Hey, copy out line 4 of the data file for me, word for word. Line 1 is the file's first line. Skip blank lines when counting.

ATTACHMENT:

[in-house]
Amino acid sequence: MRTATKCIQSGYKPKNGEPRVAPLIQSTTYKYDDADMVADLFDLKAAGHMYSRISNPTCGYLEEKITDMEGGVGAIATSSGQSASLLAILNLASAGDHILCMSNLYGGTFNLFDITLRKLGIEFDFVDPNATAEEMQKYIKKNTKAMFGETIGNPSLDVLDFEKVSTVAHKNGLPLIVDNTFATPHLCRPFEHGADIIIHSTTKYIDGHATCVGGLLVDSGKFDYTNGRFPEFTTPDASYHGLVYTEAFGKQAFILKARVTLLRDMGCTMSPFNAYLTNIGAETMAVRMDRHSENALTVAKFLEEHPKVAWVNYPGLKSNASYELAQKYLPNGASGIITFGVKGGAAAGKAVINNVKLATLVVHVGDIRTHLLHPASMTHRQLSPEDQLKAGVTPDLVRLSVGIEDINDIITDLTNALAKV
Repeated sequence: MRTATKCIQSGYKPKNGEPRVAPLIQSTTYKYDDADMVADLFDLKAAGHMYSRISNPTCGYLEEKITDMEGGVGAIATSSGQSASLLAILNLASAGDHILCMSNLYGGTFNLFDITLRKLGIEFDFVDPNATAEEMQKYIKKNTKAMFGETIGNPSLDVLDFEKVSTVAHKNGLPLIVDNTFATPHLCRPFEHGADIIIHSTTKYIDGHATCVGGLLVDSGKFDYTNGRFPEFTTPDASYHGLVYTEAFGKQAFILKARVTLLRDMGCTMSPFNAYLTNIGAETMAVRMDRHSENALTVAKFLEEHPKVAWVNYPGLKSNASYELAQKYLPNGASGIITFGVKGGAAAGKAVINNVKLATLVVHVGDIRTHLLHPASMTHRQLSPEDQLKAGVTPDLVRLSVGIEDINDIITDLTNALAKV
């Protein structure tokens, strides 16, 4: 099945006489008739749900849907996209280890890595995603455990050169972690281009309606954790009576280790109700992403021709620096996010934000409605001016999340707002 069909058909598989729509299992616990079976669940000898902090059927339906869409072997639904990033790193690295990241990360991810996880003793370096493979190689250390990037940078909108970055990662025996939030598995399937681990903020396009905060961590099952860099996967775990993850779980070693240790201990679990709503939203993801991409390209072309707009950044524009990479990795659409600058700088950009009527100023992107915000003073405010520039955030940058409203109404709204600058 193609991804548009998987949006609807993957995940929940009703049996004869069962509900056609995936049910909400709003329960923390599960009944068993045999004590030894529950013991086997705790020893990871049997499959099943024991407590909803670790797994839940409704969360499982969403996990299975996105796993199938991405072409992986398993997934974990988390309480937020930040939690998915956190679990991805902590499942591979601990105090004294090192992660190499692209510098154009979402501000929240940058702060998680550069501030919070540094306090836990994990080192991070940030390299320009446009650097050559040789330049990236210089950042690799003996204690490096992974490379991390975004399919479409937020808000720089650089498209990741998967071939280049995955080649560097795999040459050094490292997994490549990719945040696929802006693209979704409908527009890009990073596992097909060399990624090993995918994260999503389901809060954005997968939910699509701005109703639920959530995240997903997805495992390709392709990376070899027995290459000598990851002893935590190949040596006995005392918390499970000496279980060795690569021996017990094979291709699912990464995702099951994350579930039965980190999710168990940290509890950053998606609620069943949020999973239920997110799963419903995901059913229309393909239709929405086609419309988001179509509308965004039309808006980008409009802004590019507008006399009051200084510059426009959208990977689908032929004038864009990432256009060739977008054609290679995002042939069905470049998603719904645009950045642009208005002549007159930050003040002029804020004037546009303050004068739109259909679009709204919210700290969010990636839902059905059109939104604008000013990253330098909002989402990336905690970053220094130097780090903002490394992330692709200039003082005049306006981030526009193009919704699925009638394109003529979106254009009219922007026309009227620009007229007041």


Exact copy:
């Protein structure tokens, strides 16, 4: 099945006489008739749900849907996209280890890595995603455990050169972690281009309606954790009576280790109700992403021709620096996010934000409605001016999340707002 069909058909598989729509299992616990079976669940000898902090059927339906869409072997639904990033790193690295990241990360991810996880003793370096493979190689250390990037940078909108970055990662025996939030598995399937681990903020396009905060961590099952860099996967775990993850779980070693240790201990679990709503939203993801991409390209072309707009950044524009990479990795659409600058700088950009009527100023992107915000003073405010520039955030940058409203109404709204600058 193609991804548009998987949006609807993957995940929940009703049996004869069962509900056609995936049910909400709003329960923390599960009944068993045999004590030894529950013991086997705790020893990871049997499959099943024991407590909803670790797994839940409704969360499982969403996990299975996105796993199938991405072409992986398993997934974990988390309480937020930040939690998915956190679990991805902590499942591979601990105090004294090192992660190499692209510098154009979402501000929240940058702060998680550069501030919070540094306090836990994990080192991070940030390299320009446009650097050559040789330049990236210089950042690799003996204690490096992974490379991390975004399919479409937020808000720089650089498209990741998967071939280049995955080649560097795999040459050094490292997994490549990719945040696929802006693209979704409908527009890009990073596992097909060399990624090993995918994260999503389901809060954005997968939910699509701005109703639920959530995240997903997805495992390709392709990376070899027995290459000598990851002893935590190949040596006995005392918390499970000496279980060795690569021996017990094979291709699912990464995702099951994350579930039965980190999710168990940290509890950053998606609620069943949020999973239920997110799963419903995901059913229309393909239709929405086609419309988001179509509308965004039309808006980008409009802004590019507008006399009051200084510059426009959208990977689908032929004038864009990432256009060739977008054609290679995002042939069905470049998603719904645009950045642009208005002549007159930050003040002029804020004037546009303050004068739109259909679009709204919210700290969010990636839902059905059109939104604008000013990253330098909002989402990336905690970053220094130097780090903002490394992330692709200039003082005049306006981030526009193009919704699925009638394109003529979106254009009219922007026309009227620009007229007041």